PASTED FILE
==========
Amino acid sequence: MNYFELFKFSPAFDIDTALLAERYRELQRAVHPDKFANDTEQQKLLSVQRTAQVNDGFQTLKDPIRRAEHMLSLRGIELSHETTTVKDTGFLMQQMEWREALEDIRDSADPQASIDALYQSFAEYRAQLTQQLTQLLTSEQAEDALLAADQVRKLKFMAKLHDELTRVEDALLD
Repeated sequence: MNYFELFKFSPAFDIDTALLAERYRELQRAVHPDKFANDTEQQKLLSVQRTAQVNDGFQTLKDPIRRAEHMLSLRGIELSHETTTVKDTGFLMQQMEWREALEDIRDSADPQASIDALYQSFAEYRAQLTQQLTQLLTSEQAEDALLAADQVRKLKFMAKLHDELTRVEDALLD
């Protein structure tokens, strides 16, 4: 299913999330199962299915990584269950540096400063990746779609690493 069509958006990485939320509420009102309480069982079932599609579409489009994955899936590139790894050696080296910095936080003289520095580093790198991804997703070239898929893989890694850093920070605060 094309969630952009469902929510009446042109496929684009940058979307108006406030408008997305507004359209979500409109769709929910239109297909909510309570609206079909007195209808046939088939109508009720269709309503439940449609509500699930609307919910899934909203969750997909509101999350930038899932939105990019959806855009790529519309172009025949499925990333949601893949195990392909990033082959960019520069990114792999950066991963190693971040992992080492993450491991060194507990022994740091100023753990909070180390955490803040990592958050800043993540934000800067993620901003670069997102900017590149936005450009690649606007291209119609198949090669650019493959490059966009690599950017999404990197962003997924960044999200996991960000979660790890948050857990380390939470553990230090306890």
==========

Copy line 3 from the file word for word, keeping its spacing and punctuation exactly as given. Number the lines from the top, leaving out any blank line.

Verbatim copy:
């Protein structure tokens, strides 16, 4: 299913999330199962299915990584269950540096400063990746779609690493 069509958006990485939320509420009102309480069982079932599609579409489009994955899936590139790894050696080296910095936080003289520095580093790198991804997703070239898929893989890694850093920070605060 094309969630952009469902929510009446042109496929684009940058979307108006406030408008997305507004359209979500409109769709929910239109297909909510309570609206079909007195209808046939088939109508009720269709309503439940449609509500699930609307919910899934909203969750997909509101999350930038899932939105990019959806855009790529519309172009025949499925990333949601893949195990392909990033082959960019520069990114792999950066991963190693971040992992080492993450491991060194507990022994740091100023753990909070180390955490803040990592958050800043993540934000800067993620901003670069997102900017590149936005450009690649606007291209119609198949090669650019493959490059966009690599950017999404990197962003997924960044999200996991960000979660790890948050857990380390939470553990230090306890």